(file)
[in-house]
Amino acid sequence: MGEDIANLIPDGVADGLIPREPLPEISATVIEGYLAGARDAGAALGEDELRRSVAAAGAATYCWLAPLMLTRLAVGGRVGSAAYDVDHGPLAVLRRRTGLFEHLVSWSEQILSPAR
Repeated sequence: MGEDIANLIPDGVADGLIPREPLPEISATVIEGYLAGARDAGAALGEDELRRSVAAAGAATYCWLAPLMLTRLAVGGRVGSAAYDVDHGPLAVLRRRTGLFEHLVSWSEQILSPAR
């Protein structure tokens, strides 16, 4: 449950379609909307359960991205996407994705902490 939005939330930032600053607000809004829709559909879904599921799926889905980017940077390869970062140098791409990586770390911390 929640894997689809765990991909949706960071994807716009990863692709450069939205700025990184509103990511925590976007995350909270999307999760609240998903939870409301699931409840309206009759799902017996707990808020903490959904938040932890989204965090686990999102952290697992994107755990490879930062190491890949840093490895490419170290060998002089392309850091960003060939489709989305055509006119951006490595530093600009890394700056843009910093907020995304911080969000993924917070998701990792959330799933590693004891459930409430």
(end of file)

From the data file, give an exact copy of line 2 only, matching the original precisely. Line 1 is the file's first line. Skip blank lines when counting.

Amino acid sequence: MGEDIANLIPDGVADGLIPREPLPEISATVIEGYLAGARDAGAALGEDELRRSVAAAGAATYCWLAPLMLTRLAVGGRVGSAAYDVDHGPLAVLRRRTGLFEHLVSWSEQILSPAR